Erin Wayman

Erin Wayman

Managing Editor, Magazine

Erin Wayman became Science News’ production editor in 2013 after a year of reporting on earth and environmental sciences for the magazine. A former primatologist-in-training, Erin decided to leave monkey-watching behind after a close run-in with angry peccaries in Ecuador. Once she completed her master’s degree in biological anthropology at the University of California, Davis, she switched careers and earned a master’s in science writing at Johns Hopkins University. Erin was previously an associate editor at EARTH and an assistant editor at Smithsonian magazine, where she blogged about human evolution. Her work has also appeared in New Scientist, Slate, ScienceNOW and Current Anthropology.

All Stories by Erin Wayman

  1. Earth

    Hot spot deep beneath North America could have triggered quakes

    Mantle plume might have left trail of hot rock under continental US.

  2. Earth

    Buried Saharan rivers might have been early expressways

    Humans might have migrated across the arid region along three once-lush waterways.

  3. Climate

    No more Superstorm Sandys expected for a long time

    Future conditions less likely to steer hurricanes directly into the East Coast, analysis suggests.

  4. Earth

    Big canyon entombed beneath Greenland’s ice

    Newly discovered chasm helps explain island's lack of subglacial lakes.

  5. Climate

    Global warming hiatus tied to cooler temps in Pacific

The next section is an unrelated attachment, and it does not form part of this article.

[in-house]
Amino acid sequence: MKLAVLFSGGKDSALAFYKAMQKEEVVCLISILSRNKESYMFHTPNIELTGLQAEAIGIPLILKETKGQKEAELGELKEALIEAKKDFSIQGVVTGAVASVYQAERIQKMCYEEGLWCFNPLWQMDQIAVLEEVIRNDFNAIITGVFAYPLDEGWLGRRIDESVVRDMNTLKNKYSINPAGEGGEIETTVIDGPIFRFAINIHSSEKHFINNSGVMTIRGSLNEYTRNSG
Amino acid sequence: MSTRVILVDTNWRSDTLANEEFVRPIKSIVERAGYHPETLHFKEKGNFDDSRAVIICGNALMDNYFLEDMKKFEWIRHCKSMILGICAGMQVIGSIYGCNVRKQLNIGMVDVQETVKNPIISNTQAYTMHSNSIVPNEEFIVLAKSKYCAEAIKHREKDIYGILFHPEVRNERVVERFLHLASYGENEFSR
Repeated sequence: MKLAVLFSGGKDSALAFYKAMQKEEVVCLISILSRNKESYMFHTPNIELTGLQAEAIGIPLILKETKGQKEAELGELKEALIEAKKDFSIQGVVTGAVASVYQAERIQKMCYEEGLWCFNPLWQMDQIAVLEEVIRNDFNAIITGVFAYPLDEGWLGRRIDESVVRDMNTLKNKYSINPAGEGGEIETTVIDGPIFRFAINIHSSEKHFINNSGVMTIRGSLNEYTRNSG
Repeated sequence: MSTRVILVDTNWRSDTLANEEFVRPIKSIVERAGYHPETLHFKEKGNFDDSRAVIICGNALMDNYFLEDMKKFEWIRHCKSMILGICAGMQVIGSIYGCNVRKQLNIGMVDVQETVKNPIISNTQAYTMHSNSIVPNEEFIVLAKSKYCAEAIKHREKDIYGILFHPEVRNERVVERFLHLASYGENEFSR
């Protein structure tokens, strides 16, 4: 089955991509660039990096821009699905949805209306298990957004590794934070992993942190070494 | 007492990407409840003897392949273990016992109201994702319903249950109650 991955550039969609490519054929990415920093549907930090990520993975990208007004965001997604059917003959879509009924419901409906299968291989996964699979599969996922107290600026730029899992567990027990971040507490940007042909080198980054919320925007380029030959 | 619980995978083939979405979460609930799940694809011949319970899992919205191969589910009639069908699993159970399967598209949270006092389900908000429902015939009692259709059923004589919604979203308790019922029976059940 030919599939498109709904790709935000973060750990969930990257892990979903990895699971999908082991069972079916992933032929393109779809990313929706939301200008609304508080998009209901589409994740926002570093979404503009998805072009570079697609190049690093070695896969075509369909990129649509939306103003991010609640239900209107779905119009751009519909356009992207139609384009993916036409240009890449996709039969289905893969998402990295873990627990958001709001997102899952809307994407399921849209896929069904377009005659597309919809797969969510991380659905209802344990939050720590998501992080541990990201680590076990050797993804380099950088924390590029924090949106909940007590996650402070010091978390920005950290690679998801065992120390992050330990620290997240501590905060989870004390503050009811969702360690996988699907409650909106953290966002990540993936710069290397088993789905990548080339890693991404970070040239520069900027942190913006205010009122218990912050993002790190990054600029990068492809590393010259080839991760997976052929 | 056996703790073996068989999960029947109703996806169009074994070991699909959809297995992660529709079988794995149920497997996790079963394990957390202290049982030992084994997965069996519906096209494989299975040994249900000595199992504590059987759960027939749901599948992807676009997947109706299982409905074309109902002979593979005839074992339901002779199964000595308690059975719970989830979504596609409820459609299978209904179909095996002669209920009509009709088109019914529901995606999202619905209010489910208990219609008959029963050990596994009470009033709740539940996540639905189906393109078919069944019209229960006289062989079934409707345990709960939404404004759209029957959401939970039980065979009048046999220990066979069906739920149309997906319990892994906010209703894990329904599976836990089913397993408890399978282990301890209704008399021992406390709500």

Average air temperatures' rise has paused, but not stopped, because of normal variation in ocean temperatures.

  6. Earth

    Breakups maintain barchan dune fields, somehow

    Two new theories try to explain how the crescent-shaped sand mountains persist.

  7. Earth

    Millions in China at risk of exposure to arsenic-tainted water

    Simulation shows possibly contaminated areas and predicts populations at risk.

  8. Killer whales, grandmas and what men want: Evolutionary biologists consider menopause

    Menopause seems like a cruel prank that Mother Nature plays on women. First come the hot flashes, night sweats, vaginal dryness, irregular periods, irritability and weight gain. Then menstruation stops and fertility ends. Why, many women ask, must they suffer through this? Evolutionary biologists, it turns out, ask themselves more or less the same question. […]

  9. Climate

    Climate change carved canyons in Andes

    Erosion came thanks to cooling and more rain, not tectonic activity.

  10. Climate

    The Attacking Ocean

  11. Humans

    Y chromosome analysis moves Adam closer to Eve

    A pair of genetic studies has pushed back age of men's most recent common ancestor.

  12. Animals

    Oxygen boost aided carnivore evolution in Cambrian explosion

    Atmospheric change and rise of predators caused burst in complexity of life.